Hey hey, so…a new series is born on the channel and I’m going to build a tiny apartment on this space. Let’s get started! The reason I haven’t been posting many videos recently is because 1 – I’ve been planing, drawing and thinking really hard about this new space for the last couple months and 2 – I’ve been building a musical instrument and that is taking a lot of time and effort.

Good news is that the ukulele bass is almost finished and bad news is that I have more than 1 terabyte of 4K footage to edit. But don’t give up on me! I promise you I’m doing my best to bring you super awesome content, learning and entertainment.

So let’s talk about this bathroom vanity. The material I used here is a water-resistant MDF that typically comes in green color so that it is easily distinguishable from the regular brown material. Whenever you’re working on pieces for humid areas, make sure to use water-resistant materials.

Most of the pieces were already cut to size or close to size because I asked the guys on the home center to cut them for me so I could fit the boards inside the car and make my job quicker. I joined most of the parts using my brand new domino joiner that basically cuts mortises in both sides to receive a floating tenon to create a super strong joint.

Since I will be building lots and lots of furniture in the next weeks, I decided to purchase this tool to make everything a little quicker to build. At least that’s what I hope. But anyway, all this can still be achieved with screws or dowels like I have been doing in the past projects.

I glued the outer structure of the cabinet and as I was building this on the go, some mistakes came in the way and had to change my mind about some parts of the process. I ended up screwing the back rails instead of using the floating tenons and patching the holes with some wood paste.

Then I realized I didn’t count for the top overhang and had to add a little strip to make it a little wider Thankfully none of this mattered in the end as it wasn’t visible. I sanded the strip flush and started working on the veneering process.

I used some oak veneer sheets and tried a new method to get freshly straight edges with a router and a flush trimming bit. It’s super hard to get straight edges using an x-acto knife because the blade always follows the wood grain and it’s almost impossible to get a perfect line for book matching and gluing.

I’m not sure I can find a better contact glue in Portugal to get this job done, but I must say this high viscosity glue was a pain to use. After sticking the two pieces together, it’s imperative to press them as hard as you can with a hard block.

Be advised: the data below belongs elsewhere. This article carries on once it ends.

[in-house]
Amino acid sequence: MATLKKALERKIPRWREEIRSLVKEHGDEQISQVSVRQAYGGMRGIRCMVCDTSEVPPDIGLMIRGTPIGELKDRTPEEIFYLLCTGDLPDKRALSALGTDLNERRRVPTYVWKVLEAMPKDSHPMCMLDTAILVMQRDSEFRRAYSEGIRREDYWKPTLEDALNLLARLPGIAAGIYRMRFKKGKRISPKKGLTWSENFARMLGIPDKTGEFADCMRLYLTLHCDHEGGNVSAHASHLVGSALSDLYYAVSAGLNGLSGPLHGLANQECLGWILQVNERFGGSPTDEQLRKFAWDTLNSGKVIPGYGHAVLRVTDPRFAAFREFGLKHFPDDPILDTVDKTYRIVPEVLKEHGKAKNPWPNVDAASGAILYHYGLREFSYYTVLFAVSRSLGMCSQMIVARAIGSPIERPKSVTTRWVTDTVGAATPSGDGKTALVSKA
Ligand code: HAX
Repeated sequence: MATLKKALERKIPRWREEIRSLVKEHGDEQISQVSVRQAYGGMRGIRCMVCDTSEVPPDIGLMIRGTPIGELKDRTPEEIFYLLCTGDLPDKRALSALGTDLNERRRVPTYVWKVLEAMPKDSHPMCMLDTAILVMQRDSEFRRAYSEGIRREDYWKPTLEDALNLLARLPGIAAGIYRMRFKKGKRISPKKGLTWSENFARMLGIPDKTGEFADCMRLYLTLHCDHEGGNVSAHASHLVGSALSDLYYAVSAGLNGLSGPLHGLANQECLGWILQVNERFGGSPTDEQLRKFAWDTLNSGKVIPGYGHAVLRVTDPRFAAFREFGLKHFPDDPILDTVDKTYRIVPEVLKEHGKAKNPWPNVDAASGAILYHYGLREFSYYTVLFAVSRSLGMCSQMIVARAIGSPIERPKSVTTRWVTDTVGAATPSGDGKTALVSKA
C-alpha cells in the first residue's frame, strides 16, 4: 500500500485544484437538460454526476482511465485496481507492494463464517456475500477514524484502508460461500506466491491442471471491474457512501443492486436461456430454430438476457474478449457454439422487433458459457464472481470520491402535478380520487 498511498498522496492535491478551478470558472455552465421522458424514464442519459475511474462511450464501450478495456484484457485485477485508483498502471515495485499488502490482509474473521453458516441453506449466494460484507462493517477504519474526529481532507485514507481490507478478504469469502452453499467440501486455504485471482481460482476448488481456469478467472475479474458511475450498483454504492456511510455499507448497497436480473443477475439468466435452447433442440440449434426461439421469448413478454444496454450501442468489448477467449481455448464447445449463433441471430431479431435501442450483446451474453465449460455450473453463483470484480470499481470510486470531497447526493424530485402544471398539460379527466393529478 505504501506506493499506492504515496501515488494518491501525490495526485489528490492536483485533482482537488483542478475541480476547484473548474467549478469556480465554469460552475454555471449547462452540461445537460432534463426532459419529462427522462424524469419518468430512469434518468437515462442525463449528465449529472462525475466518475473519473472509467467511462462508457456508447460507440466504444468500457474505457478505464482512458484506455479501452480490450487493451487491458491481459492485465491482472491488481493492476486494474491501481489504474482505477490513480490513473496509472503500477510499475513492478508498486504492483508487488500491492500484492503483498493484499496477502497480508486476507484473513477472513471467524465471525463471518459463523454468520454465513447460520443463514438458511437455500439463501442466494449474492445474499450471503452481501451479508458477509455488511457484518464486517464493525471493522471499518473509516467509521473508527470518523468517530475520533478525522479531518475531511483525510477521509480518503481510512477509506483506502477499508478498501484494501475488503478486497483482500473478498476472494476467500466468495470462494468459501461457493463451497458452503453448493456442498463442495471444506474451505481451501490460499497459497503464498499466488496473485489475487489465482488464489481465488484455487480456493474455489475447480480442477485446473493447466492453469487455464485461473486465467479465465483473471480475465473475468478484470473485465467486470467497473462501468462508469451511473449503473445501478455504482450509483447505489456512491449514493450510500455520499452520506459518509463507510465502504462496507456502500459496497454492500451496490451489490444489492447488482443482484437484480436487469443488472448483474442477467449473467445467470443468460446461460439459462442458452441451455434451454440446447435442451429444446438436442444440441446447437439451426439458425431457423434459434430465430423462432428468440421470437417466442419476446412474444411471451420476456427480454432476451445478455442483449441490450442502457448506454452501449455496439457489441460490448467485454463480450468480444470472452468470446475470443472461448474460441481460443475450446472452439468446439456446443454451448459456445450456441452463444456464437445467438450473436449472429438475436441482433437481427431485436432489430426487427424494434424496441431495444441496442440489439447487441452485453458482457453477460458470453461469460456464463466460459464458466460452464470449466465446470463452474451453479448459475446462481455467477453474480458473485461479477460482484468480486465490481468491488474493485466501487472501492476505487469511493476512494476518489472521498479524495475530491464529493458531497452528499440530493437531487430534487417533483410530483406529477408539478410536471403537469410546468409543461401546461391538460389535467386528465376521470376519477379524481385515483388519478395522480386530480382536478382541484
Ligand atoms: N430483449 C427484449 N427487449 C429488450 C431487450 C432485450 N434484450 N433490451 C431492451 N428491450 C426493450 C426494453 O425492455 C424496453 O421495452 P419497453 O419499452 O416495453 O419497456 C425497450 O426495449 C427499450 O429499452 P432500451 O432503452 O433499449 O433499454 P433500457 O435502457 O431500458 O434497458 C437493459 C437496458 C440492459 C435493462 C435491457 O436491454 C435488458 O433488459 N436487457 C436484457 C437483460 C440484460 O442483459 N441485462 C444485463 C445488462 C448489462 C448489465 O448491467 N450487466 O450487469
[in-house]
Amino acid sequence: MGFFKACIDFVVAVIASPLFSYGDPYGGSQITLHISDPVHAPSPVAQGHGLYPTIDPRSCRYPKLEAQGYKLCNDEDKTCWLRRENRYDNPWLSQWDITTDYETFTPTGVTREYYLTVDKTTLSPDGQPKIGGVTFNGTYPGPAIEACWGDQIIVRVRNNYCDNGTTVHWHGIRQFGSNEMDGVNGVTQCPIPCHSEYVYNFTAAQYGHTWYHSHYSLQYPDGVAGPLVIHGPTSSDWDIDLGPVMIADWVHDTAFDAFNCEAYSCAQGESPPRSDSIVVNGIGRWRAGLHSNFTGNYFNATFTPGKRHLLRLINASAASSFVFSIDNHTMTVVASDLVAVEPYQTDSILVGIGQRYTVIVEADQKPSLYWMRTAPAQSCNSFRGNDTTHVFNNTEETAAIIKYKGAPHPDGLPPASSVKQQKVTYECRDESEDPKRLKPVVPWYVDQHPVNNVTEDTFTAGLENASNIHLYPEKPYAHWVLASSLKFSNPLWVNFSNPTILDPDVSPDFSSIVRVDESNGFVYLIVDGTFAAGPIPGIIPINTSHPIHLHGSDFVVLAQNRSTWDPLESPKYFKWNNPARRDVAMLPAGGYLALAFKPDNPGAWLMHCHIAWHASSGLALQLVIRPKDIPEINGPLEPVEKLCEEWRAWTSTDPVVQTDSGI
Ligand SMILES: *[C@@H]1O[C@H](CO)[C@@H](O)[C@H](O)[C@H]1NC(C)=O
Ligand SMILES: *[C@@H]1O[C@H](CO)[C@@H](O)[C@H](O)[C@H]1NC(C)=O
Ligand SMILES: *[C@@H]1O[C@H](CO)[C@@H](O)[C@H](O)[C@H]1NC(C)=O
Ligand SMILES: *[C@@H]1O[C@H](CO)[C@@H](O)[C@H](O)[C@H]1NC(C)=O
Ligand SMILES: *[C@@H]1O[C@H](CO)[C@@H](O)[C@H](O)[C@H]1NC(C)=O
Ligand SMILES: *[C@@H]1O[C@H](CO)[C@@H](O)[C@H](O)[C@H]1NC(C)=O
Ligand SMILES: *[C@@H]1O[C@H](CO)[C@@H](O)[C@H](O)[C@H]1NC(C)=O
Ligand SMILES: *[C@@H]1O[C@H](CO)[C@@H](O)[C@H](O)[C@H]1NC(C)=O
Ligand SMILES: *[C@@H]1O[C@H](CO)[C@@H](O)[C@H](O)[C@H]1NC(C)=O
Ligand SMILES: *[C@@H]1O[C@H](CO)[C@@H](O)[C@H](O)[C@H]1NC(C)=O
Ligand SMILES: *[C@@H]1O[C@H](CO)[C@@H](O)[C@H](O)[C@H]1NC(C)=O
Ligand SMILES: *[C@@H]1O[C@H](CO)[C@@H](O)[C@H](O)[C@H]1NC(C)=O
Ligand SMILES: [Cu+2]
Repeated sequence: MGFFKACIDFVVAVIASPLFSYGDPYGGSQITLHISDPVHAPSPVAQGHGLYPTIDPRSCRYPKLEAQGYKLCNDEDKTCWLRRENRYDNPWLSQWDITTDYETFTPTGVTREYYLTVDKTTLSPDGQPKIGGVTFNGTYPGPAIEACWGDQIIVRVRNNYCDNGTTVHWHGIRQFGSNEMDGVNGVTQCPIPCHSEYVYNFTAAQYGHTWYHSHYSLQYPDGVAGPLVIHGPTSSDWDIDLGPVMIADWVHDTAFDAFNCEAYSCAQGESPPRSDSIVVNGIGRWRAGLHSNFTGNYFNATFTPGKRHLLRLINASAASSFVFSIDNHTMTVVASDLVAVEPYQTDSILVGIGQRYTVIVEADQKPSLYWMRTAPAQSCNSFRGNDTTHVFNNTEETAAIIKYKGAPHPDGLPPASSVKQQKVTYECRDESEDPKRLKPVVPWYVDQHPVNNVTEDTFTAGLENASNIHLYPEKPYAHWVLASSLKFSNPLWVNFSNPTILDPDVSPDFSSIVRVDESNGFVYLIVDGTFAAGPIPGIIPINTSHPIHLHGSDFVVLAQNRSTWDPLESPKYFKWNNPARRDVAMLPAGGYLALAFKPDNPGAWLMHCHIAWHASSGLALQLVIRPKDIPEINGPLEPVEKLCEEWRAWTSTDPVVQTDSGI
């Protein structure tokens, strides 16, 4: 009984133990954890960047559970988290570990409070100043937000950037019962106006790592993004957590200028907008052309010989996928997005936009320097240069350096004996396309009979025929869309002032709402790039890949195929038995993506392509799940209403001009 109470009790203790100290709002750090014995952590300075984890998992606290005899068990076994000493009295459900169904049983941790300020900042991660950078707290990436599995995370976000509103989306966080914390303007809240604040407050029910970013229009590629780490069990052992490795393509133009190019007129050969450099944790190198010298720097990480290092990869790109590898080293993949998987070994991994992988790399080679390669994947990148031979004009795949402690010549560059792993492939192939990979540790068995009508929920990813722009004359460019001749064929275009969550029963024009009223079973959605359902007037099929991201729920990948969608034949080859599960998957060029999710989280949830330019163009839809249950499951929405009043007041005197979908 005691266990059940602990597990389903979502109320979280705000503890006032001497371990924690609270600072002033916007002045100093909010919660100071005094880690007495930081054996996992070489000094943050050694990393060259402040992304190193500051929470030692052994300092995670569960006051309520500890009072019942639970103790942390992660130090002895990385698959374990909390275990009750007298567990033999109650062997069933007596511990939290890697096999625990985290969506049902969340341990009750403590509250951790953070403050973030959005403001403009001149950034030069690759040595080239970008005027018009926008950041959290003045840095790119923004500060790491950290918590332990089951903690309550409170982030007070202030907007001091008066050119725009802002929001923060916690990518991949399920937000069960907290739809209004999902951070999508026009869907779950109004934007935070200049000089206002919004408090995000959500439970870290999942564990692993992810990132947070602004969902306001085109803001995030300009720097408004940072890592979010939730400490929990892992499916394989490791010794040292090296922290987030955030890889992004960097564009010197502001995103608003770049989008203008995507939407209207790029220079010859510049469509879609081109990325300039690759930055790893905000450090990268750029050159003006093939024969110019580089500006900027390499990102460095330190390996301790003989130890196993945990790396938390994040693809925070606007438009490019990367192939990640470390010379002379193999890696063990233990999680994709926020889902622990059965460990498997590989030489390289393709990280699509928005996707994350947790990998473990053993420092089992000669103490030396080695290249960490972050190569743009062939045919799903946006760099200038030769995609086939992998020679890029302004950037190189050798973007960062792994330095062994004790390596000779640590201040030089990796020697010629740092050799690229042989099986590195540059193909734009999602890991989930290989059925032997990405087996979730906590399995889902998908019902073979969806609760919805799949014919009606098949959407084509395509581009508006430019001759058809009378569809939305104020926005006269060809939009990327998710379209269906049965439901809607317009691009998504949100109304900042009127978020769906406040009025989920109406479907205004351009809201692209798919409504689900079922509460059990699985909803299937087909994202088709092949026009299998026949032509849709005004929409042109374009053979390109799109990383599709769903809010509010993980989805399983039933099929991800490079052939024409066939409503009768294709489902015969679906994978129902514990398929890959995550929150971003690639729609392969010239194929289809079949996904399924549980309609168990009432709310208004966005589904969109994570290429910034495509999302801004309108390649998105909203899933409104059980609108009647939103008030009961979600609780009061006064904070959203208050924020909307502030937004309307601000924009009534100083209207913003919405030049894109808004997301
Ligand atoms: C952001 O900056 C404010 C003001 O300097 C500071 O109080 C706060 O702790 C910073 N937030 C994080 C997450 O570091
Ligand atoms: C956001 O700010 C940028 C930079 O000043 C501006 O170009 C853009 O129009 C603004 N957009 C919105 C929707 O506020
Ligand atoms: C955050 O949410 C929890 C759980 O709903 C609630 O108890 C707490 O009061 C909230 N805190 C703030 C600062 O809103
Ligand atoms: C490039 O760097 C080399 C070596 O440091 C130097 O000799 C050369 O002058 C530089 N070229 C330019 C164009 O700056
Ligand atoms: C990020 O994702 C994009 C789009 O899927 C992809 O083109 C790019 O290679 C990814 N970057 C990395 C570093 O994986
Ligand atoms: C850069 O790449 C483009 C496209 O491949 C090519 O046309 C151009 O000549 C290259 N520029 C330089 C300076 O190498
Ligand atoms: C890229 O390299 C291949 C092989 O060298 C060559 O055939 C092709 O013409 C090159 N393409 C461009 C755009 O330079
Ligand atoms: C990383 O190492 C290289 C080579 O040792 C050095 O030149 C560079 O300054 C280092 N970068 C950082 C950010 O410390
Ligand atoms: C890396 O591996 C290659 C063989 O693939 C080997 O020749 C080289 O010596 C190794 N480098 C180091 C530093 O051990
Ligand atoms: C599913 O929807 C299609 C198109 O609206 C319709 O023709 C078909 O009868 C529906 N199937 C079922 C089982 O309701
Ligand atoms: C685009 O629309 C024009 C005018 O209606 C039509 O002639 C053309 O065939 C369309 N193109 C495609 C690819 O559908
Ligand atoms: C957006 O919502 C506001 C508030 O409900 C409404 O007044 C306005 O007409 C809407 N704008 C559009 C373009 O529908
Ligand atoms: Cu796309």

I scraped some glue spots and kept working on the rest of the cabinet. Here I was cutting the mdf to size for the drawers and assembled them using the domino joiner again. I got to the conclusion that the bottoms were a little two thin, so I decided doubling the thickness.

I pressed them together by placing the vanity itself and some other weights on top. After cutting them to size, I jumped on the glue up and did my best to align and clamp everything nicely. I removed all the dust and painted everything white on the inside faces.

I also applied several coats of water resistant varnish on the top and drawer bottoms. I wanted to create the pulls just so that they are not protruding past the front face of the vanity. So the idea here is to make a recessed rectangle and then attach a strip of wood that has an angle towards the inside of the recess so you can actually grab it with the fingers.

I needed to mount the drawer slides before cutting the final height for the drawer fronts. So I did that using gloves because I really hate when the drawers slides come full of grease. I then screwed the bottoms and started to apply the slides plasticky parts.

I had to cut the tips of the screws so they don’t peek inside the drawer but well, it was my first experience with hidden drawer slides and I wish I can get some instructions for next time. Let me know if there’s any good information out there regarding this type of slides because I didn’t find much.

Here I was creating a groove in several passes using the track saw to fit the bottom. Now I can finally attach the front pieces and paint the inside face of the fronts. I am carefully working on this drain pipe relief on the top drawer but I’ll tell you right away that I had to redo this part because the spacing was too small.

To screw the veneered top in place, I decided to use pocket holes to avoid any visible fasteners. Now I can attach the pulls and start mounting the vanity in place. So this is a pretty old bathroom with super misaligned tiles on the walls which makes everything harder and I also didn’t calculate the plumbing measurements very well.

But anyway, I mounted the structure to the wall and I could put the top in place with pocket hole screws. Of course I will need to apply later a thin trim around the vanity to mask the inconsistent wall shape.

As I explained before, the drain pipe clearance wasn’t enough to angle the pipe to the wall existing hole so I had to remake this section. Still have to work on the plumbing, connecting the faucet and try to align the drawer slides a bit better aaaaand so much do to about the rest of the space! I’m super excited about the upcoming projects and I’m sure you will be as well.

Thank you so much for watching this first episode of the Tiny Apartment Series and I’ll see you soon with a bunch of new furniture projects! Oh yeah, but first, the ukulele build! That is going to be a long one but really really fun.

A big shout out to all my Patreon supporters that have been patiently waiting for all this new content and kept believing and supporting my work. I’ll catch you guys later!